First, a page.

BAGHDAD, Feb. 21 -- A tank truck carrying chlorine exploded in western Baghdad on Wednesday, killing three people and wounding at least 25 in the second such attack in as many days, according to a spokesman for Iraq's Interior Ministry.
Brig. Gen. Sadoun Abdul Karim said that several people exposed to the fumes were taken to hospitals and that the explosion set vehicles and shops on fire.
The chlorine attacks appear to be among deadly tactics adopted by insurgents in recent weeks as the U.S. military and the Iraqi government launch a security plan that will include the deployment of thousands of soldiers to outposts in Baghdad. Insurgents have also displayed new prowess in shooting down U.S. helicopters.
The attack came on a day when the political scandal over the reported rape of a Sunni woman by Iraqi police officers escalated, with the Iraqi prime minister's office releasing what it said was a portion of the woman's medical record.
The medical file, e-mailed to reporters by Prime Minister Nouri al-Maliki's office, includes a highlighted handwritten note with the notation "no vaginal lacerations or obvious injury."
In a simple diagram of the front of the patient's body, there are numerous marks indicating bruises around her inner thighs and groin. There is also a mark indicating a bruise on her head. The woman said she hit her head against the wall as three uniformed police officers raped her Sunday.
The medical record was attached to a news release that said the woman was going to be sued for making up the story.
Maliki said Monday that the rape allegation would be thoroughly investigated by a committee. Hours later, however, he said the investigation concluded that the woman had fabricated the story, and he announced that the accused police officers would be honored.
Maliki, who leads a government dominated by Shiites, did not identify the officers or say why the accolades were justified.
It is unclear how Maliki's office obtained the medical record, but the disclosure of its contents was apparently intended to bolster the conclusion that her story was made up -- and thus defuse a particularly sensitive example of the country's sectarian strife.
The woman has been championed by Sunni politicians, and at least one insurgent group has vowed to carry out attacks against Iraqi security forces in her name. Arab news stations have repeatedly aired a tearful interview in which the woman describes the alleged sexual assault in graphic terms -- a highly unusual move in a country where sex is seldom discussed publicly.
A U.S. military spokesman said Wednesday that he could not immediately confirm the accuracy of the information in the woman's medical record. Military officials have acknowledged that the woman was treated Sunday at the U.S. military-run Ibn Sina Hospital in Baghdad's fortified Green Zone. But they have not disclosed what kind of treatment she received or whether specific tests for rape were administered.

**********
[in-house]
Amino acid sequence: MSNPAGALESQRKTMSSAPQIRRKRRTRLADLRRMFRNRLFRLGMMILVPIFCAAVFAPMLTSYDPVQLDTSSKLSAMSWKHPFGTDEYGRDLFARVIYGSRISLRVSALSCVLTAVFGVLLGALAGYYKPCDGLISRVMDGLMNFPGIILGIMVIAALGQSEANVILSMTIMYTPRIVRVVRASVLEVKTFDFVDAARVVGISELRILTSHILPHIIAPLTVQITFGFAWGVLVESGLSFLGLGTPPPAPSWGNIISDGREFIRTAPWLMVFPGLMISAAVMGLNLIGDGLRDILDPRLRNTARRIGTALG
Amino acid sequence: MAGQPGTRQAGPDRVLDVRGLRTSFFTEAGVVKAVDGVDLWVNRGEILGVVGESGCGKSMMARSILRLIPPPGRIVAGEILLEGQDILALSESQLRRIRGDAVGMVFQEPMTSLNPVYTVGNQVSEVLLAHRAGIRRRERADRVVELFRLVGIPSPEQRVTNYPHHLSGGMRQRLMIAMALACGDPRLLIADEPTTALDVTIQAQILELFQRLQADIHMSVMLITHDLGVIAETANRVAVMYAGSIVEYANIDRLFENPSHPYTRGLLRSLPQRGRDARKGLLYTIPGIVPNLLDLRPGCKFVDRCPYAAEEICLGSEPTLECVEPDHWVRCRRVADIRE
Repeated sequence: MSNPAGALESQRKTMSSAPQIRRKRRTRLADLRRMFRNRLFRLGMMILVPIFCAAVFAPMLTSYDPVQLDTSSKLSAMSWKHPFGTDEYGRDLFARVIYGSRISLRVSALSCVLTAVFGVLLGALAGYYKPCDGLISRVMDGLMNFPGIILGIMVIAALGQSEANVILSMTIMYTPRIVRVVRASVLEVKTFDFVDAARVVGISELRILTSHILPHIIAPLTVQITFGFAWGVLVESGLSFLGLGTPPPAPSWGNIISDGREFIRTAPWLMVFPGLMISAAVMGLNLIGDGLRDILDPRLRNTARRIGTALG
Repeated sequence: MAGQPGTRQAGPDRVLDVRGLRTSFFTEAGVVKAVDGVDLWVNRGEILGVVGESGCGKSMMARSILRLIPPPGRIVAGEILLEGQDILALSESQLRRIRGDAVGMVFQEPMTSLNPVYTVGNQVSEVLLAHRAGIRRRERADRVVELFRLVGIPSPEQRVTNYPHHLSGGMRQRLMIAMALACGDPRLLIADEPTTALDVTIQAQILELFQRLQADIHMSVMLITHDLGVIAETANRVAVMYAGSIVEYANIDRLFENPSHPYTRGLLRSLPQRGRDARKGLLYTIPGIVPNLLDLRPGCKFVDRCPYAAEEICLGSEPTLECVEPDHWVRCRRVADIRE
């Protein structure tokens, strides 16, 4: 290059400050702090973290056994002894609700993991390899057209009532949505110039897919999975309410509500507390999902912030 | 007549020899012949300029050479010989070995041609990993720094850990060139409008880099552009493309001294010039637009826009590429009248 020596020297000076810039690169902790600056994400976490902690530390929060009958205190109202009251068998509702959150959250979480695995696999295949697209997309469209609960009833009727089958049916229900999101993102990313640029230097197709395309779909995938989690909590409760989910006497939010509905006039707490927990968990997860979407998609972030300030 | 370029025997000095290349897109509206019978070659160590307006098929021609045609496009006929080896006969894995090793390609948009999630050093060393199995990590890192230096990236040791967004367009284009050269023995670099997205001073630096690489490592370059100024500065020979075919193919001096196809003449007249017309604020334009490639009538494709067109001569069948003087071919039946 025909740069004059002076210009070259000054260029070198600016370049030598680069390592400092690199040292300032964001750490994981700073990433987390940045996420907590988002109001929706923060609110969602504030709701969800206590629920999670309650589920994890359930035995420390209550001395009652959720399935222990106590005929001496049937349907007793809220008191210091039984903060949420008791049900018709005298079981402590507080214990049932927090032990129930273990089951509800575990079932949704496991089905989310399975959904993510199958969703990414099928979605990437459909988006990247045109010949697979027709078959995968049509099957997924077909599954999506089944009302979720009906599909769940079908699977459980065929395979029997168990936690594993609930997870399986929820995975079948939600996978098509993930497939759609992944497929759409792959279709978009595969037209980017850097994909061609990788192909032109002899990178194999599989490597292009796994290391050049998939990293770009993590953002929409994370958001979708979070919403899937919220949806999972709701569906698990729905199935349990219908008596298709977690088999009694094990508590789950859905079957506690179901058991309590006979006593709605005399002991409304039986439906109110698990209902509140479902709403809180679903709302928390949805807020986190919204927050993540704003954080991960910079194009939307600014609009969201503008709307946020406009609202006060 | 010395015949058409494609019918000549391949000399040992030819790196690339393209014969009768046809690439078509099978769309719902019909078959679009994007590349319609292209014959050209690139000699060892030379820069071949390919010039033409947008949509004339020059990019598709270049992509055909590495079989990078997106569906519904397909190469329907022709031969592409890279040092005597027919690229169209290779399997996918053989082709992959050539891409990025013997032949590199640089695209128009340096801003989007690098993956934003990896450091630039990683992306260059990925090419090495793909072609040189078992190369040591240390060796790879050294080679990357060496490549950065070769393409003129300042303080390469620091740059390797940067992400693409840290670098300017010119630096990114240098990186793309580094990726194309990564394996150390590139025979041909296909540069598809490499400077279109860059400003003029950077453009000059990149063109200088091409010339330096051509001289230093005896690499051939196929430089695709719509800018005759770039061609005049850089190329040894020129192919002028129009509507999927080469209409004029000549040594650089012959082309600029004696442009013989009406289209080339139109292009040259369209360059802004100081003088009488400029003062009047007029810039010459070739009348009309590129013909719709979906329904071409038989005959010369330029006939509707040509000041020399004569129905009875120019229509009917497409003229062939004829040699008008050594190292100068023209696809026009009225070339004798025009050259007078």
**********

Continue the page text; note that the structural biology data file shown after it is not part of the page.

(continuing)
"I don't know how they got it," Capt. John Fleming said about the medical record. "Our policy is we do not release that stuff."
Another U.S. military spokesman, Maj. Gen. William B. Caldwell, said during a news conference Wednesday that the woman was discharged Monday and was provided with a copy of her medical record.
Maliki also announced Wednesday the dismissal of Sunni official Ahmed Abdul Ghafour al-Samaraie, who ran the Sunni Endowment, a government agency that oversees Sunni mosques. Samaraie had called for an international investigation of the woman's allegations, and he said many women have been raped by the country's security forces, which are predominantly Shiite.
Violence continued in Baghdad and elsewhere in Iraq on Wednesday. Bombs exploded in Baghdad, Najaf and Kirkuk, killing at least 15 people, according to police in those regions.
A Black Hawk helicopter was shot down north of Baghdad by rocket-propelled grenades and small arms fire, according to the military. The military said in a statement that none of the nine soldiers aboard suffered serious injuries.
Also on Wednesday, the military disclosed the death of an American soldier killed in northern Baghdad on Tuesday. In addition, the military disclosed the death of a Marine killed Tuesday in Anbar province, in western Iraq. The names were not released.
Caldwell said the first week of the security plan brought a "significant" decrease in sectarian killings, but he noted that the body count remains high because of car bombs and suicide bombers. "The thing we have not been able to bring under control is the number of vehicle-borne IEDs, and in the last few days, the suicide vests," he said, referring to improvised explosive devices. "We think the tactics have slightly switched."
"The effects of the operation will not be seen in days or weeks but over the course of months," he said.